Forger never takes money, only wants to see his works hanging in galleries

The NYT has the bizarre story of American art forger Mark A Landis, who creates convincing art forgeries and then donates them to galleries, refusing all compensation. Seemingly, he does it for the thrill of seeing his work hung as an original, alongside the real deal. Landis occasionally impersonates a priest named Father Scott or an art collector named Steven Gardiner, and when he makes his donations, he accompanies them with a story about honoring fictional dead relatives, his family's collection and hints about future cash donations.

"It's the most bizarre thing I've ever come across," said Matthew Leininger, the director of museum services at the Cincinnati Art Museum, who first met Mr. Landis in 2007 when Mr. Leininger was the registrar at the Oklahoma City Museum of Art, and Mr. Landis offered to donate several works under his own name.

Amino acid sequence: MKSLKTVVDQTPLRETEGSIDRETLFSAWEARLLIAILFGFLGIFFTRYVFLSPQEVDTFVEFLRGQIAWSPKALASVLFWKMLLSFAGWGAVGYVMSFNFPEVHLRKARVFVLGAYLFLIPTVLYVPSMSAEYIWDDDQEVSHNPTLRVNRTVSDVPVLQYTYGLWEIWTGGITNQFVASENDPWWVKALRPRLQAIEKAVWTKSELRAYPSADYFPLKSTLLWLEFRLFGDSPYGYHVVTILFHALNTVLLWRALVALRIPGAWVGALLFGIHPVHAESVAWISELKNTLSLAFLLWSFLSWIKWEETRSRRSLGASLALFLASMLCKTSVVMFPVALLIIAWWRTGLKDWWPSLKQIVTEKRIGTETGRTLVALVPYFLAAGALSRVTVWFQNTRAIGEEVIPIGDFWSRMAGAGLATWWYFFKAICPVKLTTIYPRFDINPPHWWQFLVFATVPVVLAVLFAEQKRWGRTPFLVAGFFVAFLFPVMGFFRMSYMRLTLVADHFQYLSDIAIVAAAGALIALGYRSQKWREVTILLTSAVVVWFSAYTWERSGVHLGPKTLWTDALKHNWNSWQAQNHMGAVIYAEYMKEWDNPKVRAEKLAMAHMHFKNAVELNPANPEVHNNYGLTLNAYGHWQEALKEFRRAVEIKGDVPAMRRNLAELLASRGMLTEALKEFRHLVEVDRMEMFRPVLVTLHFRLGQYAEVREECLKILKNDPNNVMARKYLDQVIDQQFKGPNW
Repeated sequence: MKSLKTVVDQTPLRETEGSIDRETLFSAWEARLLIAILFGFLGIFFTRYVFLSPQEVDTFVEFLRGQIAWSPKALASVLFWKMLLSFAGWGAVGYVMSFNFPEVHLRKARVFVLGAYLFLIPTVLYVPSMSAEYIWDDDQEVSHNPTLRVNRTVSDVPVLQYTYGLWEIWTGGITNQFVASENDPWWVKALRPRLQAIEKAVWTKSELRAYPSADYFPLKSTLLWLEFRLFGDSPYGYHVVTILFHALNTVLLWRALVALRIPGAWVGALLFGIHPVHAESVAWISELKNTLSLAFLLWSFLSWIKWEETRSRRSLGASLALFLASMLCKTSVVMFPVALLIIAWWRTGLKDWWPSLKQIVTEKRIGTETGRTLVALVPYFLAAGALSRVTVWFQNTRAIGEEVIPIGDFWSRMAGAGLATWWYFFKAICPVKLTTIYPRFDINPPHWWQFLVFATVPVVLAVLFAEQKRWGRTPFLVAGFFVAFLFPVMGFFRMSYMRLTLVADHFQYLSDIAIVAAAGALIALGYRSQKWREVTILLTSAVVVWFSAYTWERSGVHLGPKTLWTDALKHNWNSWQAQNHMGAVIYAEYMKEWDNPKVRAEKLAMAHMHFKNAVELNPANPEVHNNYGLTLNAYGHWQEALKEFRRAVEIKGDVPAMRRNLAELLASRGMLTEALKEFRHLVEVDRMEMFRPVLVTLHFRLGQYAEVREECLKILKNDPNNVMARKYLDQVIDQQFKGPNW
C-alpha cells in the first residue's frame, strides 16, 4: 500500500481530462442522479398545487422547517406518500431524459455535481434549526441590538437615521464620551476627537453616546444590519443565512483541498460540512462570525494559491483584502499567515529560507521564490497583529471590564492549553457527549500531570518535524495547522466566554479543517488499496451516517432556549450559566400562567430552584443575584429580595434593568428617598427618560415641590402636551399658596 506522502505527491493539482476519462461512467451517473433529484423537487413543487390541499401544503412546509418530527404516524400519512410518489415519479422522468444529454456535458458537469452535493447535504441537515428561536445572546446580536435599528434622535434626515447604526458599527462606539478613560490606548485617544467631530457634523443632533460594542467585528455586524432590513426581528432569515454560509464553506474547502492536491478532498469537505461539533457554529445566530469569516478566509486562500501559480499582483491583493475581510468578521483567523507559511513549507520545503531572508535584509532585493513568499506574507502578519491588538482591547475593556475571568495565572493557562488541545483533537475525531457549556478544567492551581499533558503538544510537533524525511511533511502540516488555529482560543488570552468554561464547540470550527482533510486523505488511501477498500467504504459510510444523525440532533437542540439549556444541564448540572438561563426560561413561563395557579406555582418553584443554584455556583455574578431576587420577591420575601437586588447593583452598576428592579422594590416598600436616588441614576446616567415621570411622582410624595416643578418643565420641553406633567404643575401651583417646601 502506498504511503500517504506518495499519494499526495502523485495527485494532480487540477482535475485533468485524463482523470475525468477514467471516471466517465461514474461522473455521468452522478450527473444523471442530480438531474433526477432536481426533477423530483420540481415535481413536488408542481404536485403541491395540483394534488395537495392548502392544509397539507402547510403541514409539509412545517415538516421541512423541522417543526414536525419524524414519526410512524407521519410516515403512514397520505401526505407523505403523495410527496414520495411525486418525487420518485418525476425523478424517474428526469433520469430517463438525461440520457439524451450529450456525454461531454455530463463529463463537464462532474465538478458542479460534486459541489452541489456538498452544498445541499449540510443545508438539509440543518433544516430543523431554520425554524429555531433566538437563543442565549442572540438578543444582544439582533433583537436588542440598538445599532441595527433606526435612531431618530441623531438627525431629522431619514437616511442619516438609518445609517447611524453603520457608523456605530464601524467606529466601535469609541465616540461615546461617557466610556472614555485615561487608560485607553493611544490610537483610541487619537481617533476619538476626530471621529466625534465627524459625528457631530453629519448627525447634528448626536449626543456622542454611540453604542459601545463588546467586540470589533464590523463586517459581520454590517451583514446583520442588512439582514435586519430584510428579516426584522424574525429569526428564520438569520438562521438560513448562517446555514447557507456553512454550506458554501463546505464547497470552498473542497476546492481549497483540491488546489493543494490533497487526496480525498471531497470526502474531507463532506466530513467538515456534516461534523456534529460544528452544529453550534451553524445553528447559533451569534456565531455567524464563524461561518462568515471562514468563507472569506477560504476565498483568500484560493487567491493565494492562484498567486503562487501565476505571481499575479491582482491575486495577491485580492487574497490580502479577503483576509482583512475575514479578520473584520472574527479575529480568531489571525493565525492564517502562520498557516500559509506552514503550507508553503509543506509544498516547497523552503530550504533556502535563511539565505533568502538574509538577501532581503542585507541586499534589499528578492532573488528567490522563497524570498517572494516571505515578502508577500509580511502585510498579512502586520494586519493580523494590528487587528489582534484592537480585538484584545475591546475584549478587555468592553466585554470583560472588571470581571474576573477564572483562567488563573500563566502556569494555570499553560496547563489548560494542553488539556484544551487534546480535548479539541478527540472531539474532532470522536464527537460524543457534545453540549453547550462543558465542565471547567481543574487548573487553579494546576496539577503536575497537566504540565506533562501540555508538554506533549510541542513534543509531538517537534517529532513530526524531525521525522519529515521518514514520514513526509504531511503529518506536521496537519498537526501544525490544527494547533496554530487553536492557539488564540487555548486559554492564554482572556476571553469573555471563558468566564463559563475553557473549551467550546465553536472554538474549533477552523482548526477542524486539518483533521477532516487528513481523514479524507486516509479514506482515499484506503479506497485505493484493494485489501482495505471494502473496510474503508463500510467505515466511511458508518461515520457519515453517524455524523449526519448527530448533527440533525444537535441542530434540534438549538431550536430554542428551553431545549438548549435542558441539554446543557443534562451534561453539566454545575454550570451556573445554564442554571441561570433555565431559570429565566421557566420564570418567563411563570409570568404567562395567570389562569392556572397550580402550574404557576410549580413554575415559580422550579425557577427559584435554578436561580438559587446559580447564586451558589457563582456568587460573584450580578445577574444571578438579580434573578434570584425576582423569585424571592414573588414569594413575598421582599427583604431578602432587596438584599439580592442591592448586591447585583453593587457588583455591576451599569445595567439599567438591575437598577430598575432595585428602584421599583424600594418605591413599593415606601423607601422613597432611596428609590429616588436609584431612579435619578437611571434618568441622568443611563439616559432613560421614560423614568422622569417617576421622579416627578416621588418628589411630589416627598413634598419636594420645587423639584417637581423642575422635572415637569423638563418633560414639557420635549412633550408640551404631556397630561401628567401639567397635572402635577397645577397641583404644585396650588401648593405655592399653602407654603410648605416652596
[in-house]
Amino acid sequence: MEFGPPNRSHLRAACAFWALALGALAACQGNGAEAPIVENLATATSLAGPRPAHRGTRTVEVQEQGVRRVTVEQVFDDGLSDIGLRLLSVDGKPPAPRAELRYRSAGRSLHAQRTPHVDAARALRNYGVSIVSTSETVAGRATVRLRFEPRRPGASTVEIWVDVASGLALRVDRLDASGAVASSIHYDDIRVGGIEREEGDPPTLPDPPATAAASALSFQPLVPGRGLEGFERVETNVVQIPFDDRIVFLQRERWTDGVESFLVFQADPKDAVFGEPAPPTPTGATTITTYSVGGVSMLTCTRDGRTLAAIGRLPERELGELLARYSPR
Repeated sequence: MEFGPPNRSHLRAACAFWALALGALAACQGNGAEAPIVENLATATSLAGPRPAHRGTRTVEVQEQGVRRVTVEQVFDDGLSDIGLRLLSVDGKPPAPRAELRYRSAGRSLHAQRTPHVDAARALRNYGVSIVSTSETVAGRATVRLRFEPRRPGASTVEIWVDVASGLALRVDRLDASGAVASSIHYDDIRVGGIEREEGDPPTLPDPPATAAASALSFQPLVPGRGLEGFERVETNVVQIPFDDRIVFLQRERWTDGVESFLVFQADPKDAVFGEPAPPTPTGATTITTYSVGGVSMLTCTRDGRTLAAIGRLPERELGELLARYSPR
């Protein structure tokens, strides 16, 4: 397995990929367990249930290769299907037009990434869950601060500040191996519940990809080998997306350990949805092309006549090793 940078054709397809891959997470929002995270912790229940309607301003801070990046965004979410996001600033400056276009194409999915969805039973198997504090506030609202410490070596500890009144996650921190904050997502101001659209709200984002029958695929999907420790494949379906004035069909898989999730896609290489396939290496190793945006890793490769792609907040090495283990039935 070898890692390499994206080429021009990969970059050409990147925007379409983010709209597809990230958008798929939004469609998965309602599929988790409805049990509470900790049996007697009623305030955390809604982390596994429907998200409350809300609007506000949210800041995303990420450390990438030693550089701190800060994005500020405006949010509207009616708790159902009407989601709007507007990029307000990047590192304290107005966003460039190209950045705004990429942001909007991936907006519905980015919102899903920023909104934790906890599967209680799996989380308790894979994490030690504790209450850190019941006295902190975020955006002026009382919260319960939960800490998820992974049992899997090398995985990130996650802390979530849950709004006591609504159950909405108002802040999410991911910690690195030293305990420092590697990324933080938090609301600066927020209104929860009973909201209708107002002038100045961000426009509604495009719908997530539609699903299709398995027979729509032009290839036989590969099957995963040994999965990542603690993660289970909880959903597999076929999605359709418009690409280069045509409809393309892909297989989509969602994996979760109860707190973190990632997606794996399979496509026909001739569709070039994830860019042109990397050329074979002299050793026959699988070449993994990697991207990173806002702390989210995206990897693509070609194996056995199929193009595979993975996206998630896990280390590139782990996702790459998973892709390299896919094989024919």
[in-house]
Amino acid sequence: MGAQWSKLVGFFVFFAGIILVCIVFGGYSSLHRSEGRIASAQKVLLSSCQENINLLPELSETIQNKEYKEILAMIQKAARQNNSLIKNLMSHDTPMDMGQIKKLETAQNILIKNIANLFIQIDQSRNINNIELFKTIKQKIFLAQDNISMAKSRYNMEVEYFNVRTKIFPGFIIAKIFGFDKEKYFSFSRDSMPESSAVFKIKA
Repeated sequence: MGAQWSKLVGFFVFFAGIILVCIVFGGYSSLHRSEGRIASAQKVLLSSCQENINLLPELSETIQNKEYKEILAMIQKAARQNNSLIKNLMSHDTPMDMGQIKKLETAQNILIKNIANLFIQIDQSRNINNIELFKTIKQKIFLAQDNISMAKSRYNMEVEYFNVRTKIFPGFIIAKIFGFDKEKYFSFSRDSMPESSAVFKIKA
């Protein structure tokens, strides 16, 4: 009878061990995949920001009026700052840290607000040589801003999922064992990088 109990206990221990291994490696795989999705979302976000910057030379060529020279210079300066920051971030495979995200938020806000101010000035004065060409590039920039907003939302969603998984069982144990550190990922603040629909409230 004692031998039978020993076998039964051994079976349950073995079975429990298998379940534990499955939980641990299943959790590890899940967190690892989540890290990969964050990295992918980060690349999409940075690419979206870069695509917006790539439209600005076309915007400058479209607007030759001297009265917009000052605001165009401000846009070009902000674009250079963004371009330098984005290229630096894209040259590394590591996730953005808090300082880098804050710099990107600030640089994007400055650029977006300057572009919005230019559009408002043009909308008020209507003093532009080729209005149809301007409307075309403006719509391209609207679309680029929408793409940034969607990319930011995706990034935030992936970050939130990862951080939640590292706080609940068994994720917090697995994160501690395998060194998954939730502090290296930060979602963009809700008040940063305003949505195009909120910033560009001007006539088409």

In the years since, Mr. Leininger has appointed himself as a kind of Javert to Mr. Landis's Valjean. He maintains a database of all known contacts with Mr. Landis, sightings of him and works he has copied. (He tends to favor lesser-known artists but occasionally tries his hand at a Picasso, a Watteau or a Daumier.) Mr. Leininger circulates by e-mail a picture taken of Mr. Landis in 2008 by the Louisiana State University Museum of Art, and he uses a dry-erase marker to update a laminated map in his office.

Elusive Forger, Giving but Never Stealing

(via Super Punch)

(Image: Paul and Lulu Hilliard University Art Museum)